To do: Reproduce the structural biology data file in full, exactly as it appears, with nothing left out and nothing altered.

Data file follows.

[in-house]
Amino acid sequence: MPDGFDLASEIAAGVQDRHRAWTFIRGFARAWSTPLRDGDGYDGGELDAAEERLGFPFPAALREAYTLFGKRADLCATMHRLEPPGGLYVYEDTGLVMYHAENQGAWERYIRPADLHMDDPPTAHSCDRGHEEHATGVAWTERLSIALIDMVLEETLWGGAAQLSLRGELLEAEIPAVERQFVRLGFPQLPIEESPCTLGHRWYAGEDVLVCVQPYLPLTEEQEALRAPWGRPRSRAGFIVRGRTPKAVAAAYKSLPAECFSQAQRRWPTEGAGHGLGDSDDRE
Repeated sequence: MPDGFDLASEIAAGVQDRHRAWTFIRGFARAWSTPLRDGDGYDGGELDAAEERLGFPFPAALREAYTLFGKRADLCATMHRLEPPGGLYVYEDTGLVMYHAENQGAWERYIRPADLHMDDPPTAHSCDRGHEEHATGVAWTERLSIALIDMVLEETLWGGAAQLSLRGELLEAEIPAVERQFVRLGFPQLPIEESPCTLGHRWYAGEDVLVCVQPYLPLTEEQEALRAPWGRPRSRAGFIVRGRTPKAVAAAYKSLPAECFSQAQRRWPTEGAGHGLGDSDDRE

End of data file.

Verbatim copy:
[in-house]
Amino acid sequence: MPDGFDLASEIAAGVQDRHRAWTFIRGFARAWSTPLRDGDGYDGGELDAAEERLGFPFPAALREAYTLFGKRADLCATMHRLEPPGGLYVYEDTGLVMYHAENQGAWERYIRPADLHMDDPPTAHSCDRGHEEHATGVAWTERLSIALIDMVLEETLWGGAAQLSLRGELLEAEIPAVERQFVRLGFPQLPIEESPCTLGHRWYAGEDVLVCVQPYLPLTEEQEALRAPWGRPRSRAGFIVRGRTPKAVAAAYKSLPAECFSQAQRRWPTEGAGHGLGDSDDRE
Repeated sequence: MPDGFDLASEIAAGVQDRHRAWTFIRGFARAWSTPLRDGDGYDGGELDAAEERLGFPFPAALREAYTLFGKRADLCATMHRLEPPGGLYVYEDTGLVMYHAENQGAWERYIRPADLHMDDPPTAHSCDRGHEEHATGVAWTERLSIALIDMVLEETLWGGAAQLSLRGELLEAEIPAVERQFVRLGFPQLPIEESPCTLGHRWYAGEDVLVCVQPYLPLTEEQEALRAPWGRPRSRAGFIVRGRTPKAVAAAYKSLPAECFSQAQRRWPTEGAGHGLGDSDDRE